Finding the last poem written by Emily Dickinson provided some interesting information. Dickinson published only a few poems during her lifetime; and other than in Amherst, Massachusetts, Dickinson was not famous. Dickinson requested that after her death her papers and correspondence be burned or destroyed. Her sister Lavinia followed her wishes about the correspondence only.
In addition, forty handmade volumes, made by folding and sewing five or six sheets of stationery paper and copying what seem to be final versions of her approximately 1800 poems, were found in her bedroom. During the latter part of the nineteenth century, two acquaintances of Dickinson published a volume of her poems after profoundly editing them according to the style of the day.
There was other sporadic interest in Dickinson’s poetry throughout the first part of the twentieth century. Finally, Thomas Johnson, in 1955, gathered the poems, numbered them--since there were only five that were named--and published a book entitled Dickinson’s Complete Poems.
Dickinson neither titled nor dated her poems; therefore, Johnson had to resolve this problem when preparing his book. The result is that he assigned the poems numbers, arranging them in what appeared a likely, chronological order (eNotes).
The poems were returned to the original manuscript form by Ralph W. Franklin. Using her handmade books, which Dickinson had neatly copied after constructing and stitching the books, Franklin studied the actual pages of the books to decipher the order of the poems. By looking at ink marks, puncture holes, and using other technological advances, Franklin was able to establish the most definitive order of Dickinson’s poems.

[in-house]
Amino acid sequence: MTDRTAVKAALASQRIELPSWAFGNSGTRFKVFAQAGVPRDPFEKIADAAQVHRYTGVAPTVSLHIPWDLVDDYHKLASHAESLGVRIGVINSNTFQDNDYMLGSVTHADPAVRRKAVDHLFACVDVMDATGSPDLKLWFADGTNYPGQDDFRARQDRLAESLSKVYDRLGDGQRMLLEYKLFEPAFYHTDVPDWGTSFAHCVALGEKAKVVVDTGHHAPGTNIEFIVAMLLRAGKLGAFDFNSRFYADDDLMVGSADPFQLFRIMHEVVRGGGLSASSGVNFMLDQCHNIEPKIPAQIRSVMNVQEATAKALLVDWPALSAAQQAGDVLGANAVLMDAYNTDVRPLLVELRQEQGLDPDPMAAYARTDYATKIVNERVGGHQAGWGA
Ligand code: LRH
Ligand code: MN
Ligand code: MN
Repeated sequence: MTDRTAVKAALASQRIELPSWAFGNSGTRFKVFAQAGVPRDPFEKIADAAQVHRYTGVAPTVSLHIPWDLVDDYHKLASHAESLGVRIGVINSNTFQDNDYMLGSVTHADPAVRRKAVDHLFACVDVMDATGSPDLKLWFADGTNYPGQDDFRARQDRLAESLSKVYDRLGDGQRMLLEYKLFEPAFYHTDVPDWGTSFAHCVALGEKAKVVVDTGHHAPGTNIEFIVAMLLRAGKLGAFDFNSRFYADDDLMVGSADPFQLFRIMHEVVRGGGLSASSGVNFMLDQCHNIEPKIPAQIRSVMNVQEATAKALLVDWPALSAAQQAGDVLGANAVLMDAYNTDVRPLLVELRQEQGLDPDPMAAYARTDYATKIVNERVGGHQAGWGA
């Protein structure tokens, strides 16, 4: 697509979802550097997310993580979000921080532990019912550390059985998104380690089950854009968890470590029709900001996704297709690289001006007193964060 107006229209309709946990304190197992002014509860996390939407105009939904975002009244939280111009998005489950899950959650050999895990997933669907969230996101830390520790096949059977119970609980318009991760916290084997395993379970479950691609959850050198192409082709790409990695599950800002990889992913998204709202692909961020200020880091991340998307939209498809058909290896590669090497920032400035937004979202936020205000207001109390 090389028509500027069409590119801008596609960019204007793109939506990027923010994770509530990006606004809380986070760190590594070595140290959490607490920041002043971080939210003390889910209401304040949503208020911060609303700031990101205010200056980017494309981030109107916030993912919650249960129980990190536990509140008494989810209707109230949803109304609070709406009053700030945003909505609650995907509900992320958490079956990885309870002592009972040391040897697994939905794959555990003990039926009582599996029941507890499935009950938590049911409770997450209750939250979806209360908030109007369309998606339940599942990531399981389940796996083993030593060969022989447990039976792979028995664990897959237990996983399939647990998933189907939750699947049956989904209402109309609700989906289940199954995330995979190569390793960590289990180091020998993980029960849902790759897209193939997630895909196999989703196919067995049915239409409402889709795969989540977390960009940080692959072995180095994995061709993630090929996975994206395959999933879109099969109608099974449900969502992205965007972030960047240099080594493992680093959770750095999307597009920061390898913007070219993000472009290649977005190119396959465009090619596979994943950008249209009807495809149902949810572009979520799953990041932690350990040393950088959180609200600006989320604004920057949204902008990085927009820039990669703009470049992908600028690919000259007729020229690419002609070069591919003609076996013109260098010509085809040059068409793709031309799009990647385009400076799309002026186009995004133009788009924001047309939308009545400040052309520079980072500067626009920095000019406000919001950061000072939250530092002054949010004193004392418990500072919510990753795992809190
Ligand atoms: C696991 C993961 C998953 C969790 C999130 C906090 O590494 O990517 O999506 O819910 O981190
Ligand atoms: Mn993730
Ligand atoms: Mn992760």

In 1981, he published a three volume set which detailed original poems, their changes, his personal research, and other references to Dickinson’s work. In 1999, Dr. Franklin published a one volume list of Dickinson’s poetry entitled The Poems of Emily Dickinson: Reading Edition listing the 1789 poems in their final order.
The last [1789th] poem according to Franklin is the poem entitled:
“The Saddest Noise, the Sweetest Noise.”
The saddest noise, the sweetest noise,
the maddest noise that grows,—
the birds, they make it in the spring,
at night's delicious close.
Between the March and April line—
That magical frontier
Beyond which summer hesitates,
Almost too heavenly near.
It makes us think of all the dead
That sauntered with us here,
By separation's sorcery
Made cruelly more dear.
It makes us think of what we had,
And what we now deplore.
We almost wish those siren throats
Would go and sing no more.
An ear can break a human heart
As quickly as a spear,
We wish the ear had not a heart
So dangerously near.
This is a poem of comparisons, with the bird's song noted as the both sad and sweet noise in the title. The birdsong reminds the poet of the seasons of the year: the forthcoming spring and the wintry past. This natural beauty is beautiful and sad because of the memory of the friends and loved ones who have passed away.
In particular, the time between the end of winter and the beginning of spring can be a magical time; unfortunately, it is also brings the memories of those that can never be seen again. The poet almost wishes that the birds would sing no more because the ear brings the sad, yet sweet notes to the heart.